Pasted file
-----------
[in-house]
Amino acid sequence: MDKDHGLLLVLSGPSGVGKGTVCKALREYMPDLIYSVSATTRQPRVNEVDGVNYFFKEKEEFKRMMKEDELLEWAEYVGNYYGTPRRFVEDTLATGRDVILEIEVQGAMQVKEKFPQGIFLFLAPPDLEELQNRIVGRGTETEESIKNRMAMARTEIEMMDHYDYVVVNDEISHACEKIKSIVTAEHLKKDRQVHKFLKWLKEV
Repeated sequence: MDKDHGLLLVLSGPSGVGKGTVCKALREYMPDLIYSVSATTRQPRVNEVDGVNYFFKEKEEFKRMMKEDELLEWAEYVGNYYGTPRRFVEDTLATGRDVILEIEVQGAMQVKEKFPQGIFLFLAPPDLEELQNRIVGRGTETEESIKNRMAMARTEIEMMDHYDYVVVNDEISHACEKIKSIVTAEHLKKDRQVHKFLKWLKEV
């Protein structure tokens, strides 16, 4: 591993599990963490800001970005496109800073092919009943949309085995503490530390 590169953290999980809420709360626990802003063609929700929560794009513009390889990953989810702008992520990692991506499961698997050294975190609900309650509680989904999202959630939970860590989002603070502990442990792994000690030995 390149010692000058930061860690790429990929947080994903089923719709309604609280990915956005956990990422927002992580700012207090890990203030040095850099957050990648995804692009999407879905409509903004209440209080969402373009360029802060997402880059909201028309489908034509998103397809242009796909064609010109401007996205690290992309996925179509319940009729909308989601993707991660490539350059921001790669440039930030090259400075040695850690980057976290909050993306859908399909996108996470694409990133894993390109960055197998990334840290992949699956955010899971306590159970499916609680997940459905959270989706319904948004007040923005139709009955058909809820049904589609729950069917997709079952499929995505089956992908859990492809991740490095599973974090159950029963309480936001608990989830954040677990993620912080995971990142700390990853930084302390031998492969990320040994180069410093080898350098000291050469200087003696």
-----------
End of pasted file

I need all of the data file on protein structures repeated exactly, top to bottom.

[in-house]
Amino acid sequence: MDKDHGLLLVLSGPSGVGKGTVCKALREYMPDLIYSVSATTRQPRVNEVDGVNYFFKEKEEFKRMMKEDELLEWAEYVGNYYGTPRRFVEDTLATGRDVILEIEVQGAMQVKEKFPQGIFLFLAPPDLEELQNRIVGRGTETEESIKNRMAMARTEIEMMDHYDYVVVNDEISHACEKIKSIVTAEHLKKDRQVHKFLKWLKEV
Repeated sequence: MDKDHGLLLVLSGPSGVGKGTVCKALREYMPDLIYSVSATTRQPRVNEVDGVNYFFKEKEEFKRMMKEDELLEWAEYVGNYYGTPRRFVEDTLATGRDVILEIEVQGAMQVKEKFPQGIFLFLAPPDLEELQNRIVGRGTETEESIKNRMAMARTEIEMMDHYDYVVVNDEISHACEKIKSIVTAEHLKKDRQVHKFLKWLKEV
């Protein structure tokens, strides 16, 4: 591993599990963490800001970005496109800073092919009943949309085995503490530390 590169953290999980809420709360626990802003063609929700929560794009513009390889990953989810702008992520990692991506499961698997050294975190609900309650509680989904999202959630939970860590989002603070502990442990792994000690030995 390149010692000058930061860690790429990929947080994903089923719709309604609280990915956005956990990422927002992580700012207090890990203030040095850099957050990648995804692009999407879905409509903004209440209080969402373009360029802060997402880059909201028309489908034509998103397809242009796909064609010109401007996205690290992309996925179509319940009729909308989601993707991660490539350059921001790669440039930030090259400075040695850690980057976290909050993306859908399909996108996470694409990133894993390109960055197998990334840290992949699956955010899971306590159970499916609680997940459905959270989706319904948004007040923005139709009955058909809820049904589609729950069917997709079952499929995505089956992908859990492809991740490095599973974090159950029963309480936001608990989830954040677990993620912080995971990142700390990853930084302390031998492969990320040994180069410093080898350098000291050469200087003696």